There are a few things you can’t escape at a LA farmer’s market or street fair: danger dogs (hotdogs wrapped in bacon served with girdled onions and jalapeños), tacos, and pupusas.  Pupusas are a delicious Salvadorian snack that is somewhere between a quesadilla and a cheese turnover.  Masa, in a dough similar to the one used for tortillas, is stuffed with delicious fillings and flattened out into discs.  The discs are cooked on a griddle, served with curtido, a cabbage slaw, and eaten very quickly for maximum gooey cheese enjoyment. I don’t know when it hit me, but out of nowhere I thought: Brie and Caramelized onion Pupusas!  You can basically fill a pupusa with cheese + anything, so this fancy pants version sounded too delicious not to attempt.  I included the ingredients for a simple bean and cheese version if you want to go traditional too. Enjoy!



For 6-8 pupusas

2 cups of masa harina

it has to be masa harina rather than just polenta or grits, as the masa harina is treated with lye

1 1/2 cups water

1 pinch kosher salt

1 tablespoon vegetable oil or lard, for the griddle


8 ounces brie, rind removed and interior chopped

1/2 cup caramelized onions

2 tablespoons fig jam


8 ounces quesilla or shredded mozzarella

1/2 cup refried beans


Combine the masa harina, water and salt in a bowl until the consistency is that of dough, about 3 minutes.  It should not stick to your hands, but still feel moist. Form the dough into 6-8 balls, depending on how big you want your pupusas.

In another bowl, mix the caramelized onions and fig jam together.

Take one ball at a time, poke a hole with your finger and stretch the hole a bit, so it’s about 1 /1/2 inches wide and the dough is about 1/2 inch thick. Stuff 2 tablespoons of brie, and a big pinch of the onion/fig jam mixture into the hole.  Pinch the hole shut and flatten the dough between your palms. Clap it back and forth in your hands until you’ve formed a small disc, about 1/2 inch thick and 5 to 6 inches wide.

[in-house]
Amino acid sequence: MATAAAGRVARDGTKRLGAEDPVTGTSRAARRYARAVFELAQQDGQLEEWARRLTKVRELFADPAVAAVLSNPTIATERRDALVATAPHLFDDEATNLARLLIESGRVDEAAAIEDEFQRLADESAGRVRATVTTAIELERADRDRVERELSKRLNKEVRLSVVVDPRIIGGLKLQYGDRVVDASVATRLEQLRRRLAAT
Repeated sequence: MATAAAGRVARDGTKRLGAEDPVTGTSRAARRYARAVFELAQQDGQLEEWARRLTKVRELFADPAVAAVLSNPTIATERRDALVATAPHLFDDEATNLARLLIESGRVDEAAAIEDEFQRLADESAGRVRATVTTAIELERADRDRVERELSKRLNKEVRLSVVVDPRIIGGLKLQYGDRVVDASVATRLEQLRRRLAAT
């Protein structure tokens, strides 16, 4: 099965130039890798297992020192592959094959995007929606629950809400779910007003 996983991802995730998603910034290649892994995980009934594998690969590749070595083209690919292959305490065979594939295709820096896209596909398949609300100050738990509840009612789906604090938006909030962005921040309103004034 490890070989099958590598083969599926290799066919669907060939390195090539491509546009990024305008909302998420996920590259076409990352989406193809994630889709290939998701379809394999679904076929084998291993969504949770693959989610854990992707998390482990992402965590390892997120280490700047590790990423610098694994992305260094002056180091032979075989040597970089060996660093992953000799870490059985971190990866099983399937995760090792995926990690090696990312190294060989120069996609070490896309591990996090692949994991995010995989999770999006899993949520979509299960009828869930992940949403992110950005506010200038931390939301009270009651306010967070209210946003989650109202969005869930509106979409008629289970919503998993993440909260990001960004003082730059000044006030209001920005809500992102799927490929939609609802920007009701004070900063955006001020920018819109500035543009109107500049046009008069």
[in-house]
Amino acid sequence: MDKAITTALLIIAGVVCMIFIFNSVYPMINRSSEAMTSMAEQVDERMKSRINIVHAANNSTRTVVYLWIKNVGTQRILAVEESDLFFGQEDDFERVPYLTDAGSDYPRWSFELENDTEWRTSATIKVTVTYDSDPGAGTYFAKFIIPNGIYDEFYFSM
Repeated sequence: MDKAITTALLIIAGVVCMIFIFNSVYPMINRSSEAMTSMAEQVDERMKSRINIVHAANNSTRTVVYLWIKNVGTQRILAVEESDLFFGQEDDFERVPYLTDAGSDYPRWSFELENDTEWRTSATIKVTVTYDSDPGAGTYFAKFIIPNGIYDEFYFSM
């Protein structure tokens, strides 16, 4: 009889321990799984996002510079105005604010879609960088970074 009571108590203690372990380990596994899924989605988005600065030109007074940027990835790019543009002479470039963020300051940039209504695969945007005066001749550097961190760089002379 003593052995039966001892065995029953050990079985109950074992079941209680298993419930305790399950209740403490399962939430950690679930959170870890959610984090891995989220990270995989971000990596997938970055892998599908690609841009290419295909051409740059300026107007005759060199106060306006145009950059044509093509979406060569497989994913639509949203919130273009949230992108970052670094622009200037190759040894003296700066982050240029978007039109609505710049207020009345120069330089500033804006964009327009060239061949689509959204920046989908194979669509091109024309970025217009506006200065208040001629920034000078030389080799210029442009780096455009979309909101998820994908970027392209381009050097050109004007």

The goal is for the filling to go to the very edge of the inside, so every bite has some of the filling in it.  The key to this is making sure the hole is wide and the dough is stretched. Otherwise, you’ll have masa edges and a cache of filling in the center.

Heat up a pan or iron skillet over medium heat, grease with oil or lard, and cook the pupusas for 4 to 5 minutes on each side.  Look for dark spots to know they’re done.


1/2 medium head green cabbage, cored and very thinly sliced or grated

1 large carrot, peeled and grated

1/2 onion, thinly sliced

1/2 teaspoon cayenne pepper

1/2 teaspoon oregano

1 teaspoon olive oil

1 teaspoon kosher salt

1 teaspoon brown sugar

1/4 cup white vinegar


In a large bowl, cover the cabbage and carrot with boiling water and allow to stand for a minute.  Drain well, then combine all other ingredients.  Taste and adjust the seasoning. Allow to stand for at least an hour. Toss again just before serving.